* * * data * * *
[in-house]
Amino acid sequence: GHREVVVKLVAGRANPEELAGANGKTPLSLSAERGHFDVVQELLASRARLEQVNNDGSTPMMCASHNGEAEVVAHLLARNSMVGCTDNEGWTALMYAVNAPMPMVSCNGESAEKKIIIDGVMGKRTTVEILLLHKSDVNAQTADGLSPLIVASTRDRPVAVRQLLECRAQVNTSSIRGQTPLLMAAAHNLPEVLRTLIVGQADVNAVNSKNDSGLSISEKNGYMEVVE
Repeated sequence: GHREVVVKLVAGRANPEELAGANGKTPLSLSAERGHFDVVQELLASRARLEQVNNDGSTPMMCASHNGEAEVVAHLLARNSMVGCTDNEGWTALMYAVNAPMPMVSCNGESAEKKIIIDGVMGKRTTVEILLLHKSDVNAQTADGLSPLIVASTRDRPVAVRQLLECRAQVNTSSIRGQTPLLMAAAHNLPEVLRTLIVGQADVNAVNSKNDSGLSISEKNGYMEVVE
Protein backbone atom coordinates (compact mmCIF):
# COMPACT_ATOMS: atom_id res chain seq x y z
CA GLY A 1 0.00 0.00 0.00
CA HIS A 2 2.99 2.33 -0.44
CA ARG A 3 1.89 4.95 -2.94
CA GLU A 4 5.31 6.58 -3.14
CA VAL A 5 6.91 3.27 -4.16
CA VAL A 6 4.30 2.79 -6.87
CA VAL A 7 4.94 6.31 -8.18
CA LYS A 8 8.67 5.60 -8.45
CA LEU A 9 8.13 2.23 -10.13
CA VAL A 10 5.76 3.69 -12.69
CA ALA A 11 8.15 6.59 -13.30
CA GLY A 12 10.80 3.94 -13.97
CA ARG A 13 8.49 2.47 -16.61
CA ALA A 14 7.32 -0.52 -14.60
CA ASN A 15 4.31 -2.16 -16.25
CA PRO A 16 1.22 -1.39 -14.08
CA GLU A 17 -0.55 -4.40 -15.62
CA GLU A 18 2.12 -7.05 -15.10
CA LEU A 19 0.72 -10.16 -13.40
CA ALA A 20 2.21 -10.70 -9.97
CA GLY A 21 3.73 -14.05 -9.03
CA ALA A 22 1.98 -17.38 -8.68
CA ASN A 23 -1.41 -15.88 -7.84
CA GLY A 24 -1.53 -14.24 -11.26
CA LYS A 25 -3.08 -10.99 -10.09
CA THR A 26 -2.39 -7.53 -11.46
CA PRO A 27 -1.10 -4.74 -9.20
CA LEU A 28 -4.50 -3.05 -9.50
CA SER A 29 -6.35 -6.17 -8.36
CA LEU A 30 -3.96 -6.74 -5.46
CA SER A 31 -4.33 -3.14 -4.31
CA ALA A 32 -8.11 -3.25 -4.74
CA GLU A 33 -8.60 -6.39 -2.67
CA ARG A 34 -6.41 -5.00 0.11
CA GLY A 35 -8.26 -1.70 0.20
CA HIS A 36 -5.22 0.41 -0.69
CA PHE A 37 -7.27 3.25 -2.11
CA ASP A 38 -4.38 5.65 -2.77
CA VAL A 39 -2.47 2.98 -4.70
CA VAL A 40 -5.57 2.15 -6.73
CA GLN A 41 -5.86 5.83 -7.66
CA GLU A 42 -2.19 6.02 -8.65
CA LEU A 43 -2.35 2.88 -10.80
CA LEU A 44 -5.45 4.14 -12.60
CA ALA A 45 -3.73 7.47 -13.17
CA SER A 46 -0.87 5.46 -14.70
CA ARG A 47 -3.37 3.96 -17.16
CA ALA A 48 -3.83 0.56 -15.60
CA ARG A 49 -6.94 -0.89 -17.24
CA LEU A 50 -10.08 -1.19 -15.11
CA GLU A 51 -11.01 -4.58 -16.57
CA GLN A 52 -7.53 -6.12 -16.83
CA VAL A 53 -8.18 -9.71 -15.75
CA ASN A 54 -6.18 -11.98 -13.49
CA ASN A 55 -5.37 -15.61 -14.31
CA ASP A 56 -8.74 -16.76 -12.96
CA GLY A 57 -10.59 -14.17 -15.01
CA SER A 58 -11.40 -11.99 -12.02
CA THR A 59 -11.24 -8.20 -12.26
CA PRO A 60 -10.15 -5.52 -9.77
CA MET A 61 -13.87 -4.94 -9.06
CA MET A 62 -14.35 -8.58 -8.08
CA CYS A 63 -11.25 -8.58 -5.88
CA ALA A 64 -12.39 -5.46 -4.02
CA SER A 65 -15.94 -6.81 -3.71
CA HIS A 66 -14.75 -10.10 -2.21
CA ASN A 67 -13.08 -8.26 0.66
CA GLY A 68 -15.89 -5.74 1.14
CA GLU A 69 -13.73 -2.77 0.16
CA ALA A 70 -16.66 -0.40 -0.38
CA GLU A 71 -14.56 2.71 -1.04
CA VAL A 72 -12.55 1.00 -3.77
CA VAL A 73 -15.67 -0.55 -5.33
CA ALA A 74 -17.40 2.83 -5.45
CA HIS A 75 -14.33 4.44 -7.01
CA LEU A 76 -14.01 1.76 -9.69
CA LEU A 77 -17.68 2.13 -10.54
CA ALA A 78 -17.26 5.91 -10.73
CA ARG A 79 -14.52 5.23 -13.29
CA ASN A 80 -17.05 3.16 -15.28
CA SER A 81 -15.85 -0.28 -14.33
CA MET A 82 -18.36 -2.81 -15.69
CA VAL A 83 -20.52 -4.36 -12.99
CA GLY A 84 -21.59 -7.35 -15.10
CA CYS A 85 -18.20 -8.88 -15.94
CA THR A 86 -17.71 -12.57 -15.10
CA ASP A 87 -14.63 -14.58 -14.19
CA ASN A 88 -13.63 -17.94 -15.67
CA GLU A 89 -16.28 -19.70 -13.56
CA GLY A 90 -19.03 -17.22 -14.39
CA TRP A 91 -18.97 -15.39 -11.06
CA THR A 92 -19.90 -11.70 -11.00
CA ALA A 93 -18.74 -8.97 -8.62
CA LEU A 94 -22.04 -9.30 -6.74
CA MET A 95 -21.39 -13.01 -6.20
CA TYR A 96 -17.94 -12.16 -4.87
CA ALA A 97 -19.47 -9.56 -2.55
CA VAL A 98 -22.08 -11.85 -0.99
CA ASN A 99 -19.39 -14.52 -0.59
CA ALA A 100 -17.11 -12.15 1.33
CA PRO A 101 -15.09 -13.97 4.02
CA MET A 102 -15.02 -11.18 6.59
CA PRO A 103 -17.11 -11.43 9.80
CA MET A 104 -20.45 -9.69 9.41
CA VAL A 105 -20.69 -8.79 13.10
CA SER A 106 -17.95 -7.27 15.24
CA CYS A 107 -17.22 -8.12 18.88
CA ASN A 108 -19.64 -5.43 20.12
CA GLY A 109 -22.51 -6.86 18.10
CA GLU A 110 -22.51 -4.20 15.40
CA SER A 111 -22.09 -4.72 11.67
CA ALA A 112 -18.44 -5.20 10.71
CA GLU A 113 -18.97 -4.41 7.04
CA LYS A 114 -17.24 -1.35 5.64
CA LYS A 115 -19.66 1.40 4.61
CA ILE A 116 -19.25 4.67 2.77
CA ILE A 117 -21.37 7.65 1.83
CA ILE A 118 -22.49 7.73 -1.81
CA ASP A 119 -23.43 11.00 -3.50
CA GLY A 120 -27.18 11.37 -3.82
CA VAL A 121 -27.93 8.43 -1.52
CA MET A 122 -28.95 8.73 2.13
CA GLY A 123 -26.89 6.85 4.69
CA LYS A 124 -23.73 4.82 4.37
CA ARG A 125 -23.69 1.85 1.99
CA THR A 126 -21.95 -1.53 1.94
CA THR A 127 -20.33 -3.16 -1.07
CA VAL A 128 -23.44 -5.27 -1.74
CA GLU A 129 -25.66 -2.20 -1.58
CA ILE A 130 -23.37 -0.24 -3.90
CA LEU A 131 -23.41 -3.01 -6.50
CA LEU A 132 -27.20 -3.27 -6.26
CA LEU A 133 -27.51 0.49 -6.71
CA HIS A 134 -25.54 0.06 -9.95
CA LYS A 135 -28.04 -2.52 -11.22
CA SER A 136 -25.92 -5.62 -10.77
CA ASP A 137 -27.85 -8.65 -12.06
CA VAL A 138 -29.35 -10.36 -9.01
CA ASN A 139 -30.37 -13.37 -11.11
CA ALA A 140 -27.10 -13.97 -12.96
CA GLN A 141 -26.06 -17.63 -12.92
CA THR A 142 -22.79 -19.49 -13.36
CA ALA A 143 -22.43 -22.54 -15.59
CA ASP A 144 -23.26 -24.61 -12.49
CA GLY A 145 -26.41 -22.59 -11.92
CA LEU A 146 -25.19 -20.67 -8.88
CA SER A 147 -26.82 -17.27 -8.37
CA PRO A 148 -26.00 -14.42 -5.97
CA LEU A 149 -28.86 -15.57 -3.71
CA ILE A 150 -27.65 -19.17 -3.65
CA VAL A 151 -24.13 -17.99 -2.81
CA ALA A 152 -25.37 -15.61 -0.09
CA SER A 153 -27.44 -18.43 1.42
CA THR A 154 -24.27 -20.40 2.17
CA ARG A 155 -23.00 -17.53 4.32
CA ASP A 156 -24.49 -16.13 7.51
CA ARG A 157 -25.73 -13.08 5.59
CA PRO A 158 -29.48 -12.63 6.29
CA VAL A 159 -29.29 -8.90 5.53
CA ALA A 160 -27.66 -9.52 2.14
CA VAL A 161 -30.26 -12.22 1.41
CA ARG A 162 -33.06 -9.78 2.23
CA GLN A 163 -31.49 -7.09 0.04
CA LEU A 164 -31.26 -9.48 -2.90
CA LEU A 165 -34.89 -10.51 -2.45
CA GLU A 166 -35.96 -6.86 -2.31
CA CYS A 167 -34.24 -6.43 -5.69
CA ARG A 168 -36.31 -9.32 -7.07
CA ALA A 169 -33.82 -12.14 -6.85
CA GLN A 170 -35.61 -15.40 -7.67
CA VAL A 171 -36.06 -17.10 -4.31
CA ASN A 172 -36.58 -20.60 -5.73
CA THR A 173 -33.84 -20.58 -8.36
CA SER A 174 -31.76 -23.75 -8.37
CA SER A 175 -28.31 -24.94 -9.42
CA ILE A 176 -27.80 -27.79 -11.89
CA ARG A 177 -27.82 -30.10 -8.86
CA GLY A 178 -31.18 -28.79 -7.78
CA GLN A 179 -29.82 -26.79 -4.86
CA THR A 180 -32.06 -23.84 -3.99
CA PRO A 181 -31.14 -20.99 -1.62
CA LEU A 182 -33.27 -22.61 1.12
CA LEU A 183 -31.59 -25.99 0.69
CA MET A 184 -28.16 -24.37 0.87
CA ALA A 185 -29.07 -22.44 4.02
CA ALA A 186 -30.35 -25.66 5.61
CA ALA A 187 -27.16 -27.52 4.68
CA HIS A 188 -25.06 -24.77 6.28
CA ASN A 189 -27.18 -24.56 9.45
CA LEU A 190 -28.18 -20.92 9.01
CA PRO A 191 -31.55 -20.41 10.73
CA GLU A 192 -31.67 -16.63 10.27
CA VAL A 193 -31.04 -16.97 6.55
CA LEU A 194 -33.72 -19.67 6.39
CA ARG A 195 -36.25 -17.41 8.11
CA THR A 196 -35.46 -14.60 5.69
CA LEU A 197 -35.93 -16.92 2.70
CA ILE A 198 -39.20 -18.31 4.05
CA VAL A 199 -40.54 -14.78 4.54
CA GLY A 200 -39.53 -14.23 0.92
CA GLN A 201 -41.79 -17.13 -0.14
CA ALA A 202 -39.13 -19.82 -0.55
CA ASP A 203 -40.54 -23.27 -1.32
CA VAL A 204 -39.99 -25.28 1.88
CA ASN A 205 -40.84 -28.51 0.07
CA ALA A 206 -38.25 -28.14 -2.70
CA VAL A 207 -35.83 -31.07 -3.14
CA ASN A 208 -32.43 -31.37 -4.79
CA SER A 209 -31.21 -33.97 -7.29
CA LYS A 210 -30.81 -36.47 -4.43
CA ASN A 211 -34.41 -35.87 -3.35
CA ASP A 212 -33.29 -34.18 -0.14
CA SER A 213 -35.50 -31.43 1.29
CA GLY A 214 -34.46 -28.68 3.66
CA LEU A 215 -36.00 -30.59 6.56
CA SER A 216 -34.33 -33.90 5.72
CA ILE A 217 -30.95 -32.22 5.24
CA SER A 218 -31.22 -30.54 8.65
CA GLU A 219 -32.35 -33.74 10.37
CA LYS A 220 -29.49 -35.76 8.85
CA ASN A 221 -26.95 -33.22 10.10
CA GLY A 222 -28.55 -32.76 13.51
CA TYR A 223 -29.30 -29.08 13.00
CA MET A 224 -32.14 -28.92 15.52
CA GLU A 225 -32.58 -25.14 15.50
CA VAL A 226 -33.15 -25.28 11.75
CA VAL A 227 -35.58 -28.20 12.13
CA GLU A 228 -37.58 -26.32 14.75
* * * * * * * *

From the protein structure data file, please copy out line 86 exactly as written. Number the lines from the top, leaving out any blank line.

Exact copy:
CA SER A 81 -15.85 -0.28 -14.33